One of the things that make mitochondria unique is the fact that they managed to retain their own DNA through the endosymbiosis process. The mitochondrial genome is extremely small compared to the massive human genome and consists of a closed ring of 37 genes inherited solely from the mother.
The number of mtDNA copies in human cells differs widely by cell type. For example, human blood cells don't carry any at all while human liver cells can house more thousands of copies apiece.
In a normal cell, all the copies of mtDNA are the same. However, cells contain molecular mechanisms that disassemble and destroy unneeded or improperly functioning cell components, including mitochondria. As a result, these organelles can be replicated and destroyed at a very high rate. In the resulting mix, mutant mtDNA can arise. If they reach very high levels they become pathogenic.
Mitochondrial disorders have some unusual properties. "Unlike bacterial infections that tend to be all or nothing, mitochondrial infections can range from zero to 100%," said Patel. "This makes mitochondrial disorders multi-symptomatic, with a lot of individual differences. One person with a mutant load of 50% might be symptom free while another person with 80% might have severe symptoms." In addition, mitochondrial diseases are transmitted from mother to child and, except for developmental disorders, tend to develop late in life.
Patel and his colleagues studied the nature of mitochondrial disorders in the transparent roundworm Caenorhabditis elegans (C. elegans for short), a widely used animal model for exploring the basic processes in the development and behavior of multi-cellular organisms, including humans.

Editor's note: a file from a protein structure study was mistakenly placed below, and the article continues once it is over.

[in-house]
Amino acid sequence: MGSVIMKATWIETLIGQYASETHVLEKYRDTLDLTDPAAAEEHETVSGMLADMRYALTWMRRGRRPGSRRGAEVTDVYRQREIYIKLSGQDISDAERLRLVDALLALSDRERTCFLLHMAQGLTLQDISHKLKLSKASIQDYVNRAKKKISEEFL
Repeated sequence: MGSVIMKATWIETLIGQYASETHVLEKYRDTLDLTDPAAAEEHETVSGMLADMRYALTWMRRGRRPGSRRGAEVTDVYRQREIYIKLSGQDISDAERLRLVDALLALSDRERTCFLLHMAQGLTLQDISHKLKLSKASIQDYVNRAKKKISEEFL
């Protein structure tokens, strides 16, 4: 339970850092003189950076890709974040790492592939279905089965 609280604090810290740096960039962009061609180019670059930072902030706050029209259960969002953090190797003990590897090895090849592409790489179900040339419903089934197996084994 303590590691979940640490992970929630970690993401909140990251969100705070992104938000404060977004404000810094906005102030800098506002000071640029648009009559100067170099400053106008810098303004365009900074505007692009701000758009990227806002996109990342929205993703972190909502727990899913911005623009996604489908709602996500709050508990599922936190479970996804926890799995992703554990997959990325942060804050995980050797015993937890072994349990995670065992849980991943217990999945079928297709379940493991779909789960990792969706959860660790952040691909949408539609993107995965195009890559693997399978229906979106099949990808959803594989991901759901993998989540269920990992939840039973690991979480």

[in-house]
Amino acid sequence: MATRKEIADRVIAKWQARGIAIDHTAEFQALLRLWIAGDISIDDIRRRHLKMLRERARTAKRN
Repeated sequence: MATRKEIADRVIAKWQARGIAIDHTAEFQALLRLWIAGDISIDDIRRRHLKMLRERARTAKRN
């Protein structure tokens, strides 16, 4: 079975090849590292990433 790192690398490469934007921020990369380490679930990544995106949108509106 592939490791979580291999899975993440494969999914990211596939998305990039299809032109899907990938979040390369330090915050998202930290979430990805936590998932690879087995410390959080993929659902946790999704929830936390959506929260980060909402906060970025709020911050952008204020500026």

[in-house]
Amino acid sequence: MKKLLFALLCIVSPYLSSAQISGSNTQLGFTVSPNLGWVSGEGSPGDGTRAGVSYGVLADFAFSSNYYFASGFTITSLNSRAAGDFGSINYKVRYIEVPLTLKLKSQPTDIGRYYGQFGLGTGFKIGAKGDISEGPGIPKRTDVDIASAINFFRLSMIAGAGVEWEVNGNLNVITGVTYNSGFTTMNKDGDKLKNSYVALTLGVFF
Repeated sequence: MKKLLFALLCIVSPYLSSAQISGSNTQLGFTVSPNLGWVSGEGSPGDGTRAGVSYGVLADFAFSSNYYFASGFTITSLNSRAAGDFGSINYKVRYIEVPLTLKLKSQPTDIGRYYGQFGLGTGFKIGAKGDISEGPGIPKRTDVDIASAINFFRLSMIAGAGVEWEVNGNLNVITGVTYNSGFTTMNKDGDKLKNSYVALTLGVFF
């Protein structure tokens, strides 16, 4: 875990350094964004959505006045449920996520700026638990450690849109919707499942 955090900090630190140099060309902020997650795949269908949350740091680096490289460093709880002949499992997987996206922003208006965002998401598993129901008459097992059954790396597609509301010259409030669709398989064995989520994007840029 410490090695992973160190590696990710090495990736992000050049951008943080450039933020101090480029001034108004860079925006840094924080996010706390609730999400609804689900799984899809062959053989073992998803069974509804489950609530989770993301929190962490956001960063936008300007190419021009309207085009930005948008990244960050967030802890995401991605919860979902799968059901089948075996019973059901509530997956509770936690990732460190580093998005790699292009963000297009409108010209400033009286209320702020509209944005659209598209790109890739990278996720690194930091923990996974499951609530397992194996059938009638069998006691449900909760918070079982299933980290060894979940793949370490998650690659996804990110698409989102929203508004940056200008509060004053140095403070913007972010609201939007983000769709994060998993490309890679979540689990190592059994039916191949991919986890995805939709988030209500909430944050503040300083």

The researchers found that cells activate two specific responses to deal with the mitochondrial dysfunction that ensues due to the presence of mutant mtDNA. Paradoxically however, these very responses inadvertently allow the mutant mtDNA to further propagate and proliferate. "Viewed from this perspective, mutant mtDNA can be thought of as selfish entities that exploit cell's regulatory control mechanisms for their own evolutionary interests," said Patel.
Cells possess a way to count the number of normal mitochondrial genomes they have. This allows them to make more mitochondrial genomes when they need more energy. The researchers found evidence supporting co-author Samuels' prediction that some mutant mitochondrial genomes are invisible to the cell's counting machinery. As a result, the cells make more copies of the mutant genomes in a futile quest to reach optimal energy levels. The end result is the harmful over-production of mutant copies.
Cells continuously monitor the health status of their mitochondria. When they detect mitochondrial dysfunction, the cells attempt to repair the problem with a procedure called the mitochondrial unfolded protein response. In addition to alleviating the dysfunction inside mitochondria, the procedure protects them from being destroyed by the cell's disassembly mechanisms. The researchers found evidence that some mutant mitochondria can activate this response, which causes the cell to tolerate their presence and allows the mutant mtDNA to proliferate.
"These are both cases where the mutant mitochondrial genomes exploit cellular defenses for their own 'selfish' interests," said Patel.